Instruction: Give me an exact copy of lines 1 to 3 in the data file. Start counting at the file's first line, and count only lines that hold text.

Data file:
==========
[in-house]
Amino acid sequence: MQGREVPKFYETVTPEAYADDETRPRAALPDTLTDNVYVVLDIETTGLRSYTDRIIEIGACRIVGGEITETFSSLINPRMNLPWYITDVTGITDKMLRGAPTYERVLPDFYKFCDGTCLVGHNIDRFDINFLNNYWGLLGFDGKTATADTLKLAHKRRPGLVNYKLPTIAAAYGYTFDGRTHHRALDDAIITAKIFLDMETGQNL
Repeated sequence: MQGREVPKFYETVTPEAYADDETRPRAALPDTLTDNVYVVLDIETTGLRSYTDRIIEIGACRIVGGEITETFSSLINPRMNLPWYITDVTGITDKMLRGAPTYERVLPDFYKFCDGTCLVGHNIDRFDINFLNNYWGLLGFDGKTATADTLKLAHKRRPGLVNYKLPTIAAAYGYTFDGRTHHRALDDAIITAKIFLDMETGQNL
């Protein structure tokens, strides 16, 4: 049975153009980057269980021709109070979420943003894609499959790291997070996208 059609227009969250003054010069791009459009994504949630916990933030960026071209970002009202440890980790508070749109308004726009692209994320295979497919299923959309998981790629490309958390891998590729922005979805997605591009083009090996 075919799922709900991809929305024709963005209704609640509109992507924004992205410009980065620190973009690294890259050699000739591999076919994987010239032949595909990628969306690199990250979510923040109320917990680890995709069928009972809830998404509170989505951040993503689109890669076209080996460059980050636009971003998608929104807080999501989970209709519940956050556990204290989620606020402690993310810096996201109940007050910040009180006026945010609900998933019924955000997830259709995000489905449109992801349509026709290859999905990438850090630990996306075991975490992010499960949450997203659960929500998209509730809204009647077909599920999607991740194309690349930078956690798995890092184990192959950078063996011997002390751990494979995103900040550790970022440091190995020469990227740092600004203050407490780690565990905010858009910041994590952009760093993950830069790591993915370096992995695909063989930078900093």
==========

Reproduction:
[in-house]
Amino acid sequence: MQGREVPKFYETVTPEAYADDETRPRAALPDTLTDNVYVVLDIETTGLRSYTDRIIEIGACRIVGGEITETFSSLINPRMNLPWYITDVTGITDKMLRGAPTYERVLPDFYKFCDGTCLVGHNIDRFDINFLNNYWGLLGFDGKTATADTLKLAHKRRPGLVNYKLPTIAAAYGYTFDGRTHHRALDDAIITAKIFLDMETGQNL
Repeated sequence: MQGREVPKFYETVTPEAYADDETRPRAALPDTLTDNVYVVLDIETTGLRSYTDRIIEIGACRIVGGEITETFSSLINPRMNLPWYITDVTGITDKMLRGAPTYERVLPDFYKFCDGTCLVGHNIDRFDINFLNNYWGLLGFDGKTATADTLKLAHKRRPGLVNYKLPTIAAAYGYTFDGRTHHRALDDAIITAKIFLDMETGQNL